Where market support payments are made by New Zealand parents to offshore subsidiaries (usually distributors), we look to determine their exact nature and deductibility. It's essential that the primary question as to why a party would pay such subsidies at arm's length (taking into account other options realistically available) is answered fully in supporting documentation, ideally at the same time as the strategy's implementation.
Why would the parent do that?
Market support payments are not a catch-all or an open cheque book. They are a targeted response to a need to establish a market or brand or to promote a product. As such, they need documented authorisation and a specific goal with periodic checks to see what progress is being made. They also need a reviewable termination date.
Under some circumstances, a parent may consider a market so important that the distributor must be supported through the abnormal period. The payments made in this context will need to be evaluated using normal deductibility rules. This includes consideration that a payment may be made for the enduring benefit of the business and may therefore be capital in nature and not deductible.
In addition to payments being made for market support, we sometimes encounter examples of non-charging for certain transactions, usually loans (that is, interest-free loans). Such interest-free loans are often described to us as the provision of market support to the offshore subsidiary.
The critical question to be answered is whether an independent enterprise would be prepared to lend funds to a non-associated party on an interest-free basis in comparable circumstances. To date we have not identified or been presented with any examples of long-term interest-free funding being extended to third parties in the open market.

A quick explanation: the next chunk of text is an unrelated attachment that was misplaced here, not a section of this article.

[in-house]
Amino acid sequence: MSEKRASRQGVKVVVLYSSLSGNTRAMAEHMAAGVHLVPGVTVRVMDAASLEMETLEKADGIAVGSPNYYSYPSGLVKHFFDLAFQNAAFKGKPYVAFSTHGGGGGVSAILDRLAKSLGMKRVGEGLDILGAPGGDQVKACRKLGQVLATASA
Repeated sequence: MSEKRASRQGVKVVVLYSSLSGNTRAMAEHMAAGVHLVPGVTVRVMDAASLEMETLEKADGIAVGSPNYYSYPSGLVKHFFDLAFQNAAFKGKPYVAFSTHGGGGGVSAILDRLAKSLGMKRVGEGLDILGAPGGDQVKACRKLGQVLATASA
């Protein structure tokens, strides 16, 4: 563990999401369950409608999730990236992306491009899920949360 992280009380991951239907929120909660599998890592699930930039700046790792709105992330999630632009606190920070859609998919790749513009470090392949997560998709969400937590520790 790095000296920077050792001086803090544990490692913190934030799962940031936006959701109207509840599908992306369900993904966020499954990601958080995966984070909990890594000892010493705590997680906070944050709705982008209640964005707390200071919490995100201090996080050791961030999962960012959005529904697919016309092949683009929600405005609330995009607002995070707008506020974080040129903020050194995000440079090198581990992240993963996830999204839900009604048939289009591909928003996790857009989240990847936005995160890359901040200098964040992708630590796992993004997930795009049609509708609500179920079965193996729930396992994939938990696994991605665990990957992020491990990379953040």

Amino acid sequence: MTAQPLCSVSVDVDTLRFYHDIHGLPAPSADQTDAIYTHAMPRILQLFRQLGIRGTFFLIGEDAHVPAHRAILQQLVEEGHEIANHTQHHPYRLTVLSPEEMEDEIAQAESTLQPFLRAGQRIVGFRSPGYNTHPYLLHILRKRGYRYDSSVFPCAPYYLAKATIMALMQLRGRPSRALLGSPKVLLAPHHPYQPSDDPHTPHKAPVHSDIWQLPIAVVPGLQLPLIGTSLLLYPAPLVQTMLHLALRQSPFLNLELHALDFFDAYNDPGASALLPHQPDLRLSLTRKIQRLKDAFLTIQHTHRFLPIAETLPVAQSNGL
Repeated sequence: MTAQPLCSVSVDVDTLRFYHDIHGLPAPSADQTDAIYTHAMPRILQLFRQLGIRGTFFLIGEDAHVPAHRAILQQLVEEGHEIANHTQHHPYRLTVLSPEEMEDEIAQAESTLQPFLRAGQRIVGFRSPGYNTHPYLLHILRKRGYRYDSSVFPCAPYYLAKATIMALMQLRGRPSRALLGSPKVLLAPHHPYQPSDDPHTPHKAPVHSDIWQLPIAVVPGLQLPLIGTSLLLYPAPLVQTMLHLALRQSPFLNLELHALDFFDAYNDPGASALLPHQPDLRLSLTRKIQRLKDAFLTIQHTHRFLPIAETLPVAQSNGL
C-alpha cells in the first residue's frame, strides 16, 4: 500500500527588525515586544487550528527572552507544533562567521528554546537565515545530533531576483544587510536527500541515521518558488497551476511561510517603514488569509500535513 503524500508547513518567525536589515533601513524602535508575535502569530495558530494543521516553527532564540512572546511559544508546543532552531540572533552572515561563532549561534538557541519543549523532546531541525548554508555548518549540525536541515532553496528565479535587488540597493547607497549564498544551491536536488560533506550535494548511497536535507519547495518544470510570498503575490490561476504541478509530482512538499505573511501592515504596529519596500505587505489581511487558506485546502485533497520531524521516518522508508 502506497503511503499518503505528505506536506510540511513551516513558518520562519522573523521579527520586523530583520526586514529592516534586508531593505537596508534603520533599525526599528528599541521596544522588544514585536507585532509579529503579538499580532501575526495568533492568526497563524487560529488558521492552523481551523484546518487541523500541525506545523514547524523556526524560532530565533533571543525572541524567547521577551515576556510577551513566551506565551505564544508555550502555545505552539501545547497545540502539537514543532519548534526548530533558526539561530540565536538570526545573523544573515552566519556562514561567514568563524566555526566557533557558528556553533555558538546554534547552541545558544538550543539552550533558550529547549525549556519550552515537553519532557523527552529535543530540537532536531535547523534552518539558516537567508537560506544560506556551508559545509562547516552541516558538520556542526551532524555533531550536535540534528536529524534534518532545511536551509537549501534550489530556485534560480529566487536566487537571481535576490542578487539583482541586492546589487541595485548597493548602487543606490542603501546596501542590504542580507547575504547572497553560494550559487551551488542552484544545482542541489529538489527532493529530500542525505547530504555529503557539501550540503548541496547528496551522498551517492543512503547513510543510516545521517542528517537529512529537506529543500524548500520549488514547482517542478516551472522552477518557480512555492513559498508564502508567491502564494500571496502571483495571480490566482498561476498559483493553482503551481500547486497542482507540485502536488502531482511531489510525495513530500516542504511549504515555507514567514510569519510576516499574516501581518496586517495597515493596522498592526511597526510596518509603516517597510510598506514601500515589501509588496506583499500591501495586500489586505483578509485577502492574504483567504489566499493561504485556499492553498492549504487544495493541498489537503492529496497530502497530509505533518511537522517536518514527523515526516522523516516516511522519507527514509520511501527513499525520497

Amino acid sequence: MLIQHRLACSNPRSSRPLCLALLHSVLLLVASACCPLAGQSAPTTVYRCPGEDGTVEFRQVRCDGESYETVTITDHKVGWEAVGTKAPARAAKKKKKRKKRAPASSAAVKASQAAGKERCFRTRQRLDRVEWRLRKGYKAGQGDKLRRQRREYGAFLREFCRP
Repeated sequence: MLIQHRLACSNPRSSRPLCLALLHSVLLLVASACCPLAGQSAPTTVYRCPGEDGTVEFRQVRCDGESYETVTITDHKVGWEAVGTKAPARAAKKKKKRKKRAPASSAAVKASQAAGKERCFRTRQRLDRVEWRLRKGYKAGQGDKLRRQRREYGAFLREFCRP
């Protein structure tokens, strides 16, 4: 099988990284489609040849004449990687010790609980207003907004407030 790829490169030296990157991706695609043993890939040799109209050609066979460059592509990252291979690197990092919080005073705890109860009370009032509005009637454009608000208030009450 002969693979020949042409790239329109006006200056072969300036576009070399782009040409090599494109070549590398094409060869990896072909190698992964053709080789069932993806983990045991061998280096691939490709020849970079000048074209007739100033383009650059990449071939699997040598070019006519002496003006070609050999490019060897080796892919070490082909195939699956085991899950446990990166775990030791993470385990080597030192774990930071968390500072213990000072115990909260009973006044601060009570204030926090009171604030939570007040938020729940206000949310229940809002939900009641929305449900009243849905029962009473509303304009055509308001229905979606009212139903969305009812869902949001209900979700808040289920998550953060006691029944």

We are often told that interest-free funding is provided to start-up subsidiaries because of their inability to pay interest in the initial years of trading. The global financial crisis provided many examples of borrowers under financial stress. During that period, we noted some specific examples of interest deferrals. The examples are highly fact and circumstance specific, but in all cases, interest was capitalised for a period of time, usually with the terms of the amended agreement being reflected in a revised interest rate. We have not seen any examples of third-party interest-free funding being extended due to the borrower's inability to meet its interest obligations.
We have seen anecdotal evidence that franchisors may provide start-up advances. Again, this evidence suggests that those advances are either interest bearing or in some specific circumstances interest may be capitalised for an initial period. We are yet to see any circumstances where an independent enterprise would be prepared to lend funds to a non-associated party on an interest-free basis.
If there is a specific market support strategy being implemented, and payments arising under that strategy are being offset by way of another transaction, such as the non-charging of interest on a loan, that strategy and the calculation of the offsets should be fully documented taking into consideration the guidance provided above.